The Bard is Barred

Preparing panels for oil painting gave me some time to leave the studio while they dried. The local park was offering a chance to see some large raptors (birds not dinosaurs!) up close. I came home with a renewed appreciation for their attributes and their design.
Owls are associated with wisdom so even this barred owl appears profound when he calls out, “Who cooks for you?” in the still of the night. Hardly equal to the Bard Shakespeare but  being this adorable you can also call out “Too cute to care!”
Just had to spend a couple of hours capturing the memory. (Charcoal pencil on sketch paper)

100 Days

Another Osprey Sketch


I love charcoal and I love these birds so….here’s another charcoal sketch of the osprey, nesting this past summer,  at the end of our road. She was angry and screeching. I just know that she was saying something like, “Who goes there? Get losssstttttt!” She was flattened right down over the eggs underneath her and not prepared to fly and divert the predator (me). I will paint this one next I think, so have spent the afternoon sketching her and trying to compose and choose from different images of her in flight, arriving and leaving the nest, etc…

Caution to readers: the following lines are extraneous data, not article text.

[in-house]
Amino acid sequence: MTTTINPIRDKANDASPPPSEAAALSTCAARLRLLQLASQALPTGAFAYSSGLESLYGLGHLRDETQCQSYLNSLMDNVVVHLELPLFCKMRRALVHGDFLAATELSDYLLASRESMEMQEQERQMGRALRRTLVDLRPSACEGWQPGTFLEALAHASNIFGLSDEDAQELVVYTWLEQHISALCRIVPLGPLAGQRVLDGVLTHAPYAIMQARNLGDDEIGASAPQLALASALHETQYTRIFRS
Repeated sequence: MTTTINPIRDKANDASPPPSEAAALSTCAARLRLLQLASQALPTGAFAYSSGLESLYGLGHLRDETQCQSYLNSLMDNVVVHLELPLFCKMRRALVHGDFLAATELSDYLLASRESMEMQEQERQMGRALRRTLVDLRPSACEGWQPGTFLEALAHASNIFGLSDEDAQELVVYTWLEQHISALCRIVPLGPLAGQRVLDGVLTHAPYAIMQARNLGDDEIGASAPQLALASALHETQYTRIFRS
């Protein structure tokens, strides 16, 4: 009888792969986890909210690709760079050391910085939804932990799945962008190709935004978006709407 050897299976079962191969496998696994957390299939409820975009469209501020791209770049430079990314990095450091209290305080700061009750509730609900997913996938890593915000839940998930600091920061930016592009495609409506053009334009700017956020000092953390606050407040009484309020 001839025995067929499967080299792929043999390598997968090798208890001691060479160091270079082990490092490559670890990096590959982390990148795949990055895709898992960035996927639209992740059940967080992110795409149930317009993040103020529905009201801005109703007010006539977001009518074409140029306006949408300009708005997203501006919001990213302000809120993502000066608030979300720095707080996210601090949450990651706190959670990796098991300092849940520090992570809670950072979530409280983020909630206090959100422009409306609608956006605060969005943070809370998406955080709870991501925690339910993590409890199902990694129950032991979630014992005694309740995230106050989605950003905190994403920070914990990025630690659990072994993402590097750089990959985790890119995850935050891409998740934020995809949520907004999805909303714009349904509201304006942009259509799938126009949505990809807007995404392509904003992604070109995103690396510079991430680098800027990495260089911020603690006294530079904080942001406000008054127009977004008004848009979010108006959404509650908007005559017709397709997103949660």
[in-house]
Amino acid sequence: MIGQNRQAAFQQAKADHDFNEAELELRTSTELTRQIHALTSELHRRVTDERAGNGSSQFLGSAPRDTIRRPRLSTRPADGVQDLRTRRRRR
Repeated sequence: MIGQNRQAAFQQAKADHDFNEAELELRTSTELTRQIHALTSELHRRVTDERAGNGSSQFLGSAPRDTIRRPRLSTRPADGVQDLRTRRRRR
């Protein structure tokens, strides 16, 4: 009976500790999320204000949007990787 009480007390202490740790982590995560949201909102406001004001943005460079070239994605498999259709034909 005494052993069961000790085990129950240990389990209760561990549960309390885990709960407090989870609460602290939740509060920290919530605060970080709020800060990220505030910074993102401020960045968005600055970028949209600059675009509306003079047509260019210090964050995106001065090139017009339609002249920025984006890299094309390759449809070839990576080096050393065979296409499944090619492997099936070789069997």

As I type this, I see that it’s a wet, chilly, November day and I haven’t even noticed until just now. So, hey, if you can’t take time to smell the roses in your busy life, may I suggest you try sketching them instead. It makes the rain go away.

100 Days Nature

Osprey Angst


Just a little sketch. 10 min. I grabbed a stick of charcoal and a piece of cartridge paper and lost myself in gesture and feathers and value and shape and thought about how the ospreys at the end of our road screech and circle overhead until all threats seem subdued and distant. I admire that.

Charcoal is messy and dark but never dark enough for me it seems. That’s why I do this. Set myself up for rejection at shows, online and with others. It gives me such  joy to reconnect with the magic of hand and eye and life. This sketch is ephemeral-it will smear and disappear and I’ll get to draw another one. It’s what keeps me free–this gift of drawing–and untouched by the whirling dirvishes–missing it all–so sad.

Ospreys are like ravens and crows. Unpopular with the ‘dime a dozen, draw me something pretty that matches my decor’ bird lover. Rather, they are fiercely admired by those who appreciate the smart and independant spirit with wings. I like people who like ravens and crows and ospreys and their ilk. Think I’ll paint some more of these and keep them till the kindred spirits come to find them.